Team: Williamsport Crosscutters
Standing: 6th in Pinckney Division
Top Hitter Stat Lines:
Top Pitching Lines:
David Whitehead – 74.0 IP – 2.19 ERA – 8 BB – 43 K
Ricardo Pinto – 47.0 IP – 2.11 ERA – 15 BB – 48 K
Brandon Leibrandt – 41.0 IP – 2.20 ERA – 8 BB – 45 K
Edubray Ramos – 22.2 IP – 0.79 ERA – 2 BB – 24 K
Top Hitting Prospect – Deivi Grullon
Jiandido Tromp hit better, Cord Sandberg has more tools, Aaron Brown has loud tools, and Jose Pujols does some incredible things on a baseball field, but I am going with the 18-year-old catcher who hit .225/.268/.283 in Williamsport this year. Grullon is already an incredible defender behind the plate, the arm is at the top of spectrum and he is willing to make every throw (maybe sometimes too willing) and he has a feel for receiving and blocking pitches beyond his years. The real question with Grullon is the bat, and it is an area he struggled this year as he caught in 79 games (not including extended spring training) across 3 levels and the wear and tear of the season got to him. He is already physically filled out so you aren’t dreaming on projection, but there is some pop in the bat and some feel for contact in the swing. The ideal here is he is a guy who is going to hit around .260, maybe give you 10 HRs and stellar defense behind the plate. It is not a sexy profile, but I had Grullon #8 preseason and #6 mid-season and I don’t think his stock has slipped this year.
Top Pitching Prospect – Chris Oliver
Much like top hitting prospect, numbers aren’t everything here. Oliver was the Phillies 4th round pick this year, but came into the draft with second round pedigree before a DUI caused him to slip. By no means is Oliver a finished product, but there is upside here rarely seen in a college pitcher. In college the fastball was 94-95 touching 96, in pro-ball it was more 90-92 touch 94 as the Phillies work to clean up and retool the delivery. This has to do both with his erraticness and the natural run on the fastball. The movement is what sets Oliver aside, the combination of velocity and movement. The fastball is matched with a plus slider that he has been able to miss bats with. There still isn’t a usable changeup and as mentioned the control is a problem. But if the Phillies can clean it up, there is at least #3 starter upside here, and if starting doesn’t work out the fastball-slider combination profiles as a knockout reliever.
What the GCL lacked in draft picks the Crosscutters gained. On offense Stankiewicz (11th Round), Hoskins (5th Round), and Aaron Brown (3rd Round) provided the heart of the order, and Emmanuel Marrero (7th Round) played a great shortstop on defense. Brown has gotten a lot of press for the good numbers he put up both in Williamsport and in Lakewood, but Hoskins is a guy who did not get a lot of mention, but quietly built a really solid season. Hoskins managed to improved his numbers each month (hitting .289/.373/.478 in 27 August games) and his 9 HRs would have looked a lot more impressive if it wasn’t for Jiandido Tromp’s power display this year. On the pitching side Matt Imhof (2nd Round) made a 3 start cameo and some later round picks helped in the bullpen, but two pitchers really stood out. Brandon Leibrandt (6th Round) doesn’t have a flashy fastball, and he is going to need to find more velocity to be a major league starter, but when he does he has the pitches to complement it. The college lefty showed outstanding control and a devastating changeup this year that allowed him to post a 8:45 BB:K ratio in 41 innings. After losing most of the college year to injury the Phillies pushed him on his innings in Williamsport and will get him more in Instructional Leagues as well. In the bullpen Calvin Rayburn (16th Round), put up a good ERA and control numbers, but struggled to miss a lot of bats, but after some mechanical adjustments the RHP showed a fastball up to 95 and had a 60% GB% on the year. If he can replicate the results next year he could find himself moving through the system quickly.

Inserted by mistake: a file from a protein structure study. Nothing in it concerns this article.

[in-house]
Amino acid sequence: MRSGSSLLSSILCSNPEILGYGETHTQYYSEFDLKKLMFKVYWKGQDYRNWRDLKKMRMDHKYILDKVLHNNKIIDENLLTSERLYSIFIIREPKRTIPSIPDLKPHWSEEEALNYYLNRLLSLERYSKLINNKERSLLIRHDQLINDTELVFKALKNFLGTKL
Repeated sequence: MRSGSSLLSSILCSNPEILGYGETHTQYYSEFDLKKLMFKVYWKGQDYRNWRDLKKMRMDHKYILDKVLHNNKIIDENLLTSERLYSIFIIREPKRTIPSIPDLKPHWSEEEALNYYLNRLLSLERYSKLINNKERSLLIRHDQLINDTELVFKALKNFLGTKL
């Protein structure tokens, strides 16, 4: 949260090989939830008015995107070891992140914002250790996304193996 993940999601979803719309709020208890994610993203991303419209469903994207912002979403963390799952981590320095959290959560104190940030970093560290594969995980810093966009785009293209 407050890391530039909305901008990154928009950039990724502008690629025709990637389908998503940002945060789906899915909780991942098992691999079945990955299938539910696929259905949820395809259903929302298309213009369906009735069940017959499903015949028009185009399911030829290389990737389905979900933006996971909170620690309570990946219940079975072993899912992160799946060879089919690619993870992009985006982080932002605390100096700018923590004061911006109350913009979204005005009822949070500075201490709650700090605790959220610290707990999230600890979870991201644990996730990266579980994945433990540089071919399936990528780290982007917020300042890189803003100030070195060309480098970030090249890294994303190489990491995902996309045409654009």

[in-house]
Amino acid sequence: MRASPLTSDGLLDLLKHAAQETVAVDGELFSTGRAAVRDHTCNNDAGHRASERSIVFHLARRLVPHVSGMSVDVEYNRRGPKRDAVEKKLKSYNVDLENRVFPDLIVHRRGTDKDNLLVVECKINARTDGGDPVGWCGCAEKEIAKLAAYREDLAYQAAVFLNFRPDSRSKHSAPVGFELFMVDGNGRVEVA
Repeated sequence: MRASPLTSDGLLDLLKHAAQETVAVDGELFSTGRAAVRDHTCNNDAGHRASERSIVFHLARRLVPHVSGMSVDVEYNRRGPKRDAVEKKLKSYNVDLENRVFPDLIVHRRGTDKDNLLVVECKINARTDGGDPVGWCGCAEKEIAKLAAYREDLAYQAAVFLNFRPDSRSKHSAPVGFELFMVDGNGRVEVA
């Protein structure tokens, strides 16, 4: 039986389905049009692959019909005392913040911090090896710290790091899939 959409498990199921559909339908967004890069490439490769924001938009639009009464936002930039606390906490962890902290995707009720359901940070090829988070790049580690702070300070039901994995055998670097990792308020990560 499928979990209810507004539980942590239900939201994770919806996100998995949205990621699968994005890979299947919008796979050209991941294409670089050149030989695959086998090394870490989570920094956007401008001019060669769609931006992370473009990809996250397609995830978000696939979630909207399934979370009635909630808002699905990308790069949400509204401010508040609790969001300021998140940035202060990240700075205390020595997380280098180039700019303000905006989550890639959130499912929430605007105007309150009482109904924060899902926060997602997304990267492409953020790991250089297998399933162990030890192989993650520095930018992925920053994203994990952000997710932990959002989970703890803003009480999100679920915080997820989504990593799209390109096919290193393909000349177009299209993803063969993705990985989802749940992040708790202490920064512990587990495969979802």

Should We Worry:
Take a moment and look at Cord Sandberg and Jan Hernandez‘s lines (.235/..267/.345 and .186/.256/.320 respectively) and panic. Now stop. Now that we have that out-of-the-way we can move on rationally, both guys are fine, 2014 was a step back, but they are fine. I think because of his fast start we forget how much catching up Sandberg has to do, he really struggles with pitch recognition and approach as pitchers start pitching him backwards, he has shown the bits of pitch recognition before (and a solid, if passive approach), but he has not seen the volume and quality of offspeed pitchers he is seeing now. He is a great defensive corner outfielder, his swing is looser and more athletic, and there is power there. He still has plenty of room to fill out and he is beginning to learn to go to all fields, in the end the ceiling is all there, it is just a bit farther away than we may have thought. Hernandez has a lot more work to do that Sandberg, but there are still exciting things to work with here. There is big pull side power, strong wrists, and good bat speed, on the defensive sides he will have lapses of concentration, but he will also make a lot of great plays at the hot corner. The approach is non-existent and he is too aggressive at the plate, and he will need to learn to go the other way more. There is a ton of talent there though, and he is on the fringes of the Top 30 in a deep system, but he is not someone who should be forgotten about.